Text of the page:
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Ms. Cuevas and Ms. Mendez – we miss you beautiful ladies! Photo courtesy of A. Fine

And to all the Garden Growers we have a special sign in the garden so that we always remember who lent a hand, supplies, funds and expertise when we needed it most.  Our endless thanks!

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Garden Sponsors – Pinnacle Kids was added to the list the next morning. Thank you!!  Photo courtesy of A. Fine

Ready for the summer!

The garden was cleared out and planted with a green mulch, pigeon pea, and then a layer of regular mulch.  The pigeon pea will grow and be incorporated into the soil as an amendment before it flowers.  Pigeon pea acts as a cover crop to add good things to our soil and keep the weeds down.  The garden looked a little empty at the end of the year but expect another wonderful growing season next year.

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Empty garden with gray clouds.  A bit sad but hopeful too.

On the horizon…..

4th grade was back in action at the end of the school year.  The next major project will be rehabilitating the butterfly garden.  They loved getting out there and doing some hard work, pulling down huge overgrown shrubs and non-native plants, and were incredibly efficient!

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4th grade working hard!

See you next year!!

‘It is not what you do for your children, but what you have taught them to do for themselves that will make them successful human beings.’ – – Ann Landers


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Welcome helpers!

Final preparations are underway for a Garden Party to honor sponsors, families and friends and their hard work and celebrate our inaugural year.  Almost all of our community partner sponsors have not seen our garden in person.  We are so excited to share what we have done with them.  But, a lot of work remains to prepare the space.  A volunteer spent time today freshening up our mural to blend more naturally with the glass mulch river.

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Thank you Mrs. Kahn!

Garden Club members and other FSES students have been pulling weeds, moving mulch, returning glass, removing litter and always, always, always picking off nuisance bugs.  We’ve seen green lacewings in the garden but have yet to find their telltale eggs.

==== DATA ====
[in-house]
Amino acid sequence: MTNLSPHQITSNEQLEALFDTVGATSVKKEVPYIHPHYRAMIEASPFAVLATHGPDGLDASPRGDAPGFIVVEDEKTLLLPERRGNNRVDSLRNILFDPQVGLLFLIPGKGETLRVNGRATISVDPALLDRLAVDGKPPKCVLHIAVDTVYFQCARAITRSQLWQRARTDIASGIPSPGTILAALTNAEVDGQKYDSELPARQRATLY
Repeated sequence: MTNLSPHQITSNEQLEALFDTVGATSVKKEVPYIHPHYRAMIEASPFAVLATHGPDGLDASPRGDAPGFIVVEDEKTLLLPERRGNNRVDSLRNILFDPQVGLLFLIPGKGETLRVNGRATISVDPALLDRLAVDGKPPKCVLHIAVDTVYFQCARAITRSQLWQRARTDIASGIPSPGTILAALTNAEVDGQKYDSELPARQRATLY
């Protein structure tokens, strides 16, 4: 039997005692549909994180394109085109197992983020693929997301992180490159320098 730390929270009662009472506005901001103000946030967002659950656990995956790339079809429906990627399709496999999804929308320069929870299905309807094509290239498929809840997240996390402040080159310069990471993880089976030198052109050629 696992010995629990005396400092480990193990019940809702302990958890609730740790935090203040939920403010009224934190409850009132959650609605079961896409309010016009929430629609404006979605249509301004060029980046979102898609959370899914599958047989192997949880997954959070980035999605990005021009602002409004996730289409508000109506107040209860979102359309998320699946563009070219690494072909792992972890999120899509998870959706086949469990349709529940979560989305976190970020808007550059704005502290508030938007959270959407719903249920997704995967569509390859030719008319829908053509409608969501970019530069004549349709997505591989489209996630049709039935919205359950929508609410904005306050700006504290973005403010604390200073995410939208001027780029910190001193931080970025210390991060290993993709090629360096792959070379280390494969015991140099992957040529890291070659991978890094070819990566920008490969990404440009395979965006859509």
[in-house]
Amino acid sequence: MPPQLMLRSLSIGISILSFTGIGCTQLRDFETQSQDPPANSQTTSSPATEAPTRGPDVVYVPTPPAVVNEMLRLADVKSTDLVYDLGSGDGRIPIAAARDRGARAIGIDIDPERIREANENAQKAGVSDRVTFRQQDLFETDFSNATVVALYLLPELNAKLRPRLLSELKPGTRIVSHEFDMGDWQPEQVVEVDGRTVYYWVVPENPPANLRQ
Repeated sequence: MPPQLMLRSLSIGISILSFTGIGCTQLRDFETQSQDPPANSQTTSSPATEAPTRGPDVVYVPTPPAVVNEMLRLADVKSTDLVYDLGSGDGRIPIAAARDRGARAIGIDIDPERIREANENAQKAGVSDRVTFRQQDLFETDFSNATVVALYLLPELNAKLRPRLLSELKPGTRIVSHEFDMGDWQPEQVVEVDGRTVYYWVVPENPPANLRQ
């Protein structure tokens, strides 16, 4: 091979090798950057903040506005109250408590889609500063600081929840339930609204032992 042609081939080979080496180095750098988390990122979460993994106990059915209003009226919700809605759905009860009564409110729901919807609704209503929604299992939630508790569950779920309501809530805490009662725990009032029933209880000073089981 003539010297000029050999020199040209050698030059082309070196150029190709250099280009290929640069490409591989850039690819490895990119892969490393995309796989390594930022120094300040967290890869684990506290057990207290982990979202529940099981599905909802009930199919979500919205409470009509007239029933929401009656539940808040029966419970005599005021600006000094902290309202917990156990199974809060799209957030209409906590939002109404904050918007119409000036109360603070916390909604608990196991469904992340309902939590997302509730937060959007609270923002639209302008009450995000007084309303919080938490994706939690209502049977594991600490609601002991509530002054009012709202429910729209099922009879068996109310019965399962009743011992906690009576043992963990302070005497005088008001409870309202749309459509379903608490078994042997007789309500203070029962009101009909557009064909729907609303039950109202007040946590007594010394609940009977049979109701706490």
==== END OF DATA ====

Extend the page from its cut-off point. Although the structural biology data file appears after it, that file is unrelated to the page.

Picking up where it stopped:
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Our cardinal friend kept flitting around this morning, checking on progress. Lots of loud chirping, maybe he’s impressed?

Students in 1st grade STEM classes have been touring the garden and thinking about what they’d like to do when they become the gardeners in 2nd grade.  Tomato, strawberry, watermelon and carrot were common requests for planting next year.  Kindergarten is also visiting the garden and becoming familiar with the space.  Lots of plans for next year!

Children seldom forget a direct experience.

– Joseph Cornell


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More than food

Students visiting the garden come to learn, observe and do a little socializing in the morning.  It is a neutral place where they are all learning and sharing new information.  Is that a good bug?  Why is the garden bean growing NOW instead of months ago?  Why don’t we pull out the brown leaves on the gourd vine?  When can I harvest a carrot?  The questions come fast and thick in the morning.

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Garden time with friends.

Some students need a little time, perhaps while they observe a pill bug crawling on their arm or a green anole clinging to their shirt, to wake up and get ready to head to class.  Observing students who wouldn’t normally interact having a conversation about the number and types of bees buzzing around the sunflowers is a delight to the adults in attendance.  Sharing the moment of pride when a brave 2nd grader removes a leaf-footed bug for the first time to a crowd of amazed 4th graders that had been hesitant to try the same trick.  Timing a photo at the exact right moment when she bursts into a huge smile and holds up her prize.

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A proud accomplishment.

Our garden is so much more than a place to grow food.  Come and see.

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Green anole spotted often on the gourd vine (and many young green anoles too!)

If you have a garden and a library, you have everything you need.

Marcus Tullius Cicero